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MicroRNAs: New Biomarkers for Diagnosis, Prognosis, Therapy Prediction and Therapeutic Tools for Breast Cancer.

Bertoli G, Cava C, Castiglioni I - Theranostics (2015)

Bottom Line: Based on the results obtained in the last decade, some miRNAs are emerging as biomarkers of BC for diagnosis (i.e., miR-9, miR-10b, and miR-17-5p), prognosis (i.e., miR-148a and miR-335), and prediction of therapeutic outcomes (i.e., miR-30c, miR-187, and miR-339-5p) and have important roles in the control of BC hallmark functions such as invasion, metastasis, proliferation, resting death, apoptosis, and genomic instability.In particular, circulating multiple miRNA profiles are showing better diagnostic and prognostic performance as well as better sensitivity than individual miRNAs in BC.New miRNA-based drugs are also promising therapy for BC (e.g., miR-9, miR-21, miR34a, miR145, and miR150), and other miRNAs are showing a fundamental role in modulation of the response to other non-miRNA treatments, being able to increase their efficacy (e.g., miR-21, miR34a, miR195, miR200c, and miR203 in combination with chemotherapy).

View Article: PubMed Central - PubMed

Affiliation: Institute of Molecular Bioimaging and Physiology (IBFM), National Research Council (CNR), Milan, Italy.

ABSTRACT
Dysregulation of microRNAs (miRNAs) is involved in the initiation and progression of several human cancers, including breast cancer (BC), as strong evidence has been found that miRNAs can act as oncogenes or tumor suppressor genes. This review presents the state of the art on the role of miRNAs in the diagnosis, prognosis, and therapy of BC. Based on the results obtained in the last decade, some miRNAs are emerging as biomarkers of BC for diagnosis (i.e., miR-9, miR-10b, and miR-17-5p), prognosis (i.e., miR-148a and miR-335), and prediction of therapeutic outcomes (i.e., miR-30c, miR-187, and miR-339-5p) and have important roles in the control of BC hallmark functions such as invasion, metastasis, proliferation, resting death, apoptosis, and genomic instability. Other miRNAs are of interest as new, easily accessible, affordable, non-invasive tools for the personalized management of patients with BC because they are circulating in body fluids (e.g., miR-155 and miR-210). In particular, circulating multiple miRNA profiles are showing better diagnostic and prognostic performance as well as better sensitivity than individual miRNAs in BC. New miRNA-based drugs are also promising therapy for BC (e.g., miR-9, miR-21, miR34a, miR145, and miR150), and other miRNAs are showing a fundamental role in modulation of the response to other non-miRNA treatments, being able to increase their efficacy (e.g., miR-21, miR34a, miR195, miR200c, and miR203 in combination with chemotherapy).

No MeSH data available.


Related in: MedlinePlus

miRNA biogenesis process. A schematic representation of canonical miRNA biogenesis pathway. Each miRNA is transcribed by RNA polymerase II (pri-miRNA) from genomic DNA within the nucleus; pri-miRNA is recognized by Drosha-DGCR8 and processed to pre-miRNA. Pre-miRNA is exported to the cytoplasm by exportin 5 (XPO5), where it is processed and cleaved by DICER complex to a double strand miRNA (miRNA*-miRNA). The duplex is cleaved, and only the mature miRNA is loaded into the RISC complex. The degree of homology of the miRNA “seed” to the 3′ UTR target sequence of the mRNA determines the mRNA translational repression or degradation.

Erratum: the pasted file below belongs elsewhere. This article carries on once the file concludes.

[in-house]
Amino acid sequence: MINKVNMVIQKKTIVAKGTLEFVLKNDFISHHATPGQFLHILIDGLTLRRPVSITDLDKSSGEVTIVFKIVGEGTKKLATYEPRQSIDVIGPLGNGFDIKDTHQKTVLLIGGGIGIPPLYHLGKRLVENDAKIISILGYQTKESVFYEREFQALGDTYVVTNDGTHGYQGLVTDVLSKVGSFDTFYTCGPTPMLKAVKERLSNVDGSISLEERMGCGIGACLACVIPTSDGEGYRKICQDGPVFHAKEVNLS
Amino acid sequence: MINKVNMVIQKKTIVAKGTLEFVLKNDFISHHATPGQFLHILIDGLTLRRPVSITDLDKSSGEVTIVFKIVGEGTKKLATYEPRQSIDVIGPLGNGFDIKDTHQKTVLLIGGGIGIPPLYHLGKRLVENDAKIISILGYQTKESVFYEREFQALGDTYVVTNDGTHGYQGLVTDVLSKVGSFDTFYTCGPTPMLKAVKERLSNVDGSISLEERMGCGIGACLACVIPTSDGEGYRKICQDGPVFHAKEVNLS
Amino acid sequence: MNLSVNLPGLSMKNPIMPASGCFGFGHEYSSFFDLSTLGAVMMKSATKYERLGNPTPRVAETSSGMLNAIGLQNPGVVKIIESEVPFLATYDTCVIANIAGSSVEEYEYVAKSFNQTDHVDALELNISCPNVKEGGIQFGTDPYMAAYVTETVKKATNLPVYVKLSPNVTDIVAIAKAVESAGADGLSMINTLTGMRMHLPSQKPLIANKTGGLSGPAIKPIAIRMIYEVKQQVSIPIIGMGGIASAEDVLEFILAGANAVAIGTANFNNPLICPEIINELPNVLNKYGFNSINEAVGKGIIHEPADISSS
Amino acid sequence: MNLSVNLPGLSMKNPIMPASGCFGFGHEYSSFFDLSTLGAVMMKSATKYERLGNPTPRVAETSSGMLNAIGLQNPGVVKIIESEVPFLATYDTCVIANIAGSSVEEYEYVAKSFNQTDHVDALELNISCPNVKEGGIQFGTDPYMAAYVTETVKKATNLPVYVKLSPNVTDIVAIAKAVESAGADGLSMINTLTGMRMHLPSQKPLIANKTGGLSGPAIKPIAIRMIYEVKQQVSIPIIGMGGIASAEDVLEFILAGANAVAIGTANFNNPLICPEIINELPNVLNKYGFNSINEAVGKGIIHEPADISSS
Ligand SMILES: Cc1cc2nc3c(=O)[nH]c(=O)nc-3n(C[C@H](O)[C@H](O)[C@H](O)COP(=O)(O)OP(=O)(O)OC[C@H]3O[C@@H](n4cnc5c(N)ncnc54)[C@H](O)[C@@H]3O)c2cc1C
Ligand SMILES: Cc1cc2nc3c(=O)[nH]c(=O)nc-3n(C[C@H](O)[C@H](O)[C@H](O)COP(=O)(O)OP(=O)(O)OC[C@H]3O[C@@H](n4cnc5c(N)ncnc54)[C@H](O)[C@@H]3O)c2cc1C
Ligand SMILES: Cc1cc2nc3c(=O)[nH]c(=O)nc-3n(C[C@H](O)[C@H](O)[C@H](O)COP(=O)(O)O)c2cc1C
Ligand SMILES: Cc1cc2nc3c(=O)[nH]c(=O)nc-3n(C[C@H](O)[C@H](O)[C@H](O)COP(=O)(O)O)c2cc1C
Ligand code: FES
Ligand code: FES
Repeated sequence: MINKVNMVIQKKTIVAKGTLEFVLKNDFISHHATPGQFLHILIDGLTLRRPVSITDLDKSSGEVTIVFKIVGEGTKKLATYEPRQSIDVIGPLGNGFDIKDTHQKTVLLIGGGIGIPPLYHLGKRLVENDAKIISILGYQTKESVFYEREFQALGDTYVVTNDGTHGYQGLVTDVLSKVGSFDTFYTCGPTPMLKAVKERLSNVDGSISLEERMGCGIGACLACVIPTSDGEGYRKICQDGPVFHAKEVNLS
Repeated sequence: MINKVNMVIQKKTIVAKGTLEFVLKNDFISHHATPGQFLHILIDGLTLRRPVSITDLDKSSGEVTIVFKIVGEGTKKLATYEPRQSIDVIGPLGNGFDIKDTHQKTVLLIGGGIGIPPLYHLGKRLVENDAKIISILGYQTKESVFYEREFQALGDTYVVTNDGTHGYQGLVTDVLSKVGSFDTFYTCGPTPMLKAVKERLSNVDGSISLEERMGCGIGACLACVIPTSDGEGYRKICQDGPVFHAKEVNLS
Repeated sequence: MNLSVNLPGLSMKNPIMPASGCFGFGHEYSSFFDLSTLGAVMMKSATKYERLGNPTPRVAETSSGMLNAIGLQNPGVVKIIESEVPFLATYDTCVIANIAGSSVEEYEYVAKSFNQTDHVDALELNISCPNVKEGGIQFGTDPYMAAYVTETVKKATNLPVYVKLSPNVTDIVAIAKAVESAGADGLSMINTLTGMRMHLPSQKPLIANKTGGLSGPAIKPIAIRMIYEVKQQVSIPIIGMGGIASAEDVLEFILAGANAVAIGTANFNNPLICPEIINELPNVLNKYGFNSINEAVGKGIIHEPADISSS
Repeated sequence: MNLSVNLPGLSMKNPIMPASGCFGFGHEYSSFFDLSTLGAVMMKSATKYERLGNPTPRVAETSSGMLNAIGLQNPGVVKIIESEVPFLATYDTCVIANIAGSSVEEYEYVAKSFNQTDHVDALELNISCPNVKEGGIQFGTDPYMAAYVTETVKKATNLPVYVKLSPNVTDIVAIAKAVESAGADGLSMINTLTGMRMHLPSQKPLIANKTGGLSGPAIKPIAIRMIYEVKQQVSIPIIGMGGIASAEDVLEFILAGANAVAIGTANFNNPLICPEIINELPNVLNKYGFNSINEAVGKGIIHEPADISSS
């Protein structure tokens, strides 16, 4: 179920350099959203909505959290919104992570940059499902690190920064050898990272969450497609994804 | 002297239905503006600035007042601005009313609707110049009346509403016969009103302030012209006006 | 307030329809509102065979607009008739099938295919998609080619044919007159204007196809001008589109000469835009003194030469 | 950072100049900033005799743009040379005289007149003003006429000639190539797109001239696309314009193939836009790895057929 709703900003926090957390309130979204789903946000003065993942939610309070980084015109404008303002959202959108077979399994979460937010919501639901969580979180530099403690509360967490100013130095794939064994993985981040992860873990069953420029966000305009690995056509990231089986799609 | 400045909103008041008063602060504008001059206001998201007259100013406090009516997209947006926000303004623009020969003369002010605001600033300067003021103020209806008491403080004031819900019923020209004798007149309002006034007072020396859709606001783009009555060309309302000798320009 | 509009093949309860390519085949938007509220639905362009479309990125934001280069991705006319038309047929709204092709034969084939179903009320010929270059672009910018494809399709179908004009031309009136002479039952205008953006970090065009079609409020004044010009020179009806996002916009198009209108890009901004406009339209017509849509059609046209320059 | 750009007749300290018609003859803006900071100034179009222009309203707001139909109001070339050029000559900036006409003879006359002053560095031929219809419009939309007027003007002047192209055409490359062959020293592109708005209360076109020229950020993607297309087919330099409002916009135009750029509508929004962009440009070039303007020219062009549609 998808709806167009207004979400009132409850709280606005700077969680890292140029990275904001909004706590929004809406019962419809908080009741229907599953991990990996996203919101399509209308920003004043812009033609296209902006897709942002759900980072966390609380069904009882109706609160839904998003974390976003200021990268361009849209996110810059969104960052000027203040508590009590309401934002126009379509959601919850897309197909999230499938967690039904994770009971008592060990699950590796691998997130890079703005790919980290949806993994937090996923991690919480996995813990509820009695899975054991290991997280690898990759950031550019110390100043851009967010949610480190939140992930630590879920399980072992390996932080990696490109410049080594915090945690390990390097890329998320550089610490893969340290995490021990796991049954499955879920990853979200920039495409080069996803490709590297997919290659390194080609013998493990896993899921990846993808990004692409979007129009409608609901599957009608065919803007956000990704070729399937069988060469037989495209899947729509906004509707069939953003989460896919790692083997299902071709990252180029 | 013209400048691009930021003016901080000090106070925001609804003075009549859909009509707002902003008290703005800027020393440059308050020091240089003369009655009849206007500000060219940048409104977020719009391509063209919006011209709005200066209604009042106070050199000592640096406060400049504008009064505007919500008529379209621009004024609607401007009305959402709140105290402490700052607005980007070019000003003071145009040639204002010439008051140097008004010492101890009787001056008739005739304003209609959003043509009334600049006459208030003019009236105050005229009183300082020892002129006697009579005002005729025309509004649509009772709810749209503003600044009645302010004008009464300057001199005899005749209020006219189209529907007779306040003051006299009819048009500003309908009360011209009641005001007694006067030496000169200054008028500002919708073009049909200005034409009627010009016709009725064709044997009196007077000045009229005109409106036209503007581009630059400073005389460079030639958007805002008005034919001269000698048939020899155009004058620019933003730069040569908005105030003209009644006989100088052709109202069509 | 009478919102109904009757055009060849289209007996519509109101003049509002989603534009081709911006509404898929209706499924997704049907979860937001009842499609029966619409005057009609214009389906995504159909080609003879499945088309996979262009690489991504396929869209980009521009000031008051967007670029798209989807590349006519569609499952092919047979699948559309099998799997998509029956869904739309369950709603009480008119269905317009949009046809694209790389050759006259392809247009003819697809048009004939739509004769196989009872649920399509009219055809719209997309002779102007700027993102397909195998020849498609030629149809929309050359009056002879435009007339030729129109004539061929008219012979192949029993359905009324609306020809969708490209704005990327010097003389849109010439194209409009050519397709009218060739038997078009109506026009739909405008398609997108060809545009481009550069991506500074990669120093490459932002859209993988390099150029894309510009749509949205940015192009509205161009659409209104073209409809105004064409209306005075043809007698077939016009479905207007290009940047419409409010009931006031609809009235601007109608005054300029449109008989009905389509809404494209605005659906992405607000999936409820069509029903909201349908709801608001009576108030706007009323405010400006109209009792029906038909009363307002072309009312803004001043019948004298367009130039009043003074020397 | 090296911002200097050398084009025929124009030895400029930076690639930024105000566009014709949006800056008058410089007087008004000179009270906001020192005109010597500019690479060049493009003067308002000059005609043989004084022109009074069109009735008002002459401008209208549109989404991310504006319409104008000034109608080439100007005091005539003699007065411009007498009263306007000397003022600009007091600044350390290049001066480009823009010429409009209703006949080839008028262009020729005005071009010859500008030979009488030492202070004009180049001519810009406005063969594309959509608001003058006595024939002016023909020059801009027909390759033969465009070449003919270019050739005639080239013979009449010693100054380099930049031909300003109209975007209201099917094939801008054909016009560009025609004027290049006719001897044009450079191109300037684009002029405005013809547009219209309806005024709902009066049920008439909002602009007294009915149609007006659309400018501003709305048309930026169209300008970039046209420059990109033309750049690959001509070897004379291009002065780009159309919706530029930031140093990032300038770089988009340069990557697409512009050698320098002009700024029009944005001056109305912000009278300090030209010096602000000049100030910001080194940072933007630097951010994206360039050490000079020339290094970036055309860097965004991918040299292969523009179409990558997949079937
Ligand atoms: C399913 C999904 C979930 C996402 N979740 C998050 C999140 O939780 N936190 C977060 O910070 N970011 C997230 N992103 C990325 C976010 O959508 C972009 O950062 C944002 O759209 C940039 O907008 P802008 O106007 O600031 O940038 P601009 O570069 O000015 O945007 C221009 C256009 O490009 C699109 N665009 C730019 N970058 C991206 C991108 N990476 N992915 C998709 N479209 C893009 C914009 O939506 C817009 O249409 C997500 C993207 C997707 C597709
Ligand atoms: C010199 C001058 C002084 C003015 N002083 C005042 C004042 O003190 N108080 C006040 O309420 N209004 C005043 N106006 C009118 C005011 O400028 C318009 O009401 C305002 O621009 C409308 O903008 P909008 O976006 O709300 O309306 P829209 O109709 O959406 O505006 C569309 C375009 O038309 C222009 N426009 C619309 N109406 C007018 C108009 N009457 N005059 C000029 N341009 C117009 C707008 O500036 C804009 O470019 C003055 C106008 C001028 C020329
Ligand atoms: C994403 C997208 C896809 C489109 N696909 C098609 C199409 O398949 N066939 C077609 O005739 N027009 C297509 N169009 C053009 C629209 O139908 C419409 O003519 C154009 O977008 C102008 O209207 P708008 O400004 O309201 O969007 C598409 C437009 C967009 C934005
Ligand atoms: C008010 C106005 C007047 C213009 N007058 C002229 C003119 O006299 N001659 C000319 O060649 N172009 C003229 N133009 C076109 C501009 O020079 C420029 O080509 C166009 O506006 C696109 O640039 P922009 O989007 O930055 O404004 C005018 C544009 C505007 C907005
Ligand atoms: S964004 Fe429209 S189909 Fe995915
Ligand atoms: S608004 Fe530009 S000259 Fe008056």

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Figure 1: miRNA biogenesis process. A schematic representation of canonical miRNA biogenesis pathway. Each miRNA is transcribed by RNA polymerase II (pri-miRNA) from genomic DNA within the nucleus; pri-miRNA is recognized by Drosha-DGCR8 and processed to pre-miRNA. Pre-miRNA is exported to the cytoplasm by exportin 5 (XPO5), where it is processed and cleaved by DICER complex to a double strand miRNA (miRNA*-miRNA). The duplex is cleaved, and only the mature miRNA is loaded into the RISC complex. The degree of homology of the miRNA “seed” to the 3′ UTR target sequence of the mRNA determines the mRNA translational repression or degradation.

Mentions: miRNAs are transcribed from individual genes containing their own promoter, or intragenically from spliced portions of protein-coding genes 24. Like protein-coding genes, miRNAs with their own promoters are almost exclusively transcribed by RNA polymerase II in a primary transcript called pri-miRNA 24 (Figure 1). This long transcript contains a 7-methylguanosine cap at the 5′ end, a 3′ poly-(A) tail, and sometimes also introns. To be processed, pri-miRNAs are recognized by Drosha ribonuclease and its partner, the double-stranded RNA binding protein DGCR8, through interaction with a stem-loop structure within the miRNA in which the sequences are not perfectly complementary 25, 26. Processing of pri-miRNAs gives rise to precursor miRNAs (pre-miRNAs) of approximately 70 nucleotides 24 (Figure 1). Some intronic miRNAs, called mirtrons, could bypass Drosha processing and use the splicing machinery to generate pre-miRNAs 24. The generated pre-miRNAs are then exported from the nucleus to the cytoplasm by exportin 5 (XPO5) 27-29, where they are cleaved by the RNase III enzyme Dicer 1 in union with transactivation-responsive RNA-binding protein 2 (TARBP2) and AGO2 (DICER complex). The processing generates a double-stranded miRNA-miRNA* duplex 30. The 2 strands are then separated: the mature miRNA (the guide strand) is incorporated into the RNA-induced silencing complex (RISC), whereas the passage miRNA* strand can be loaded in the RISC as well or degraded 31-33. The mature miRNA guides the AGO protein of the RISC to the complementary mRNA sequence on the target to repress its expression 24 (Figure 1).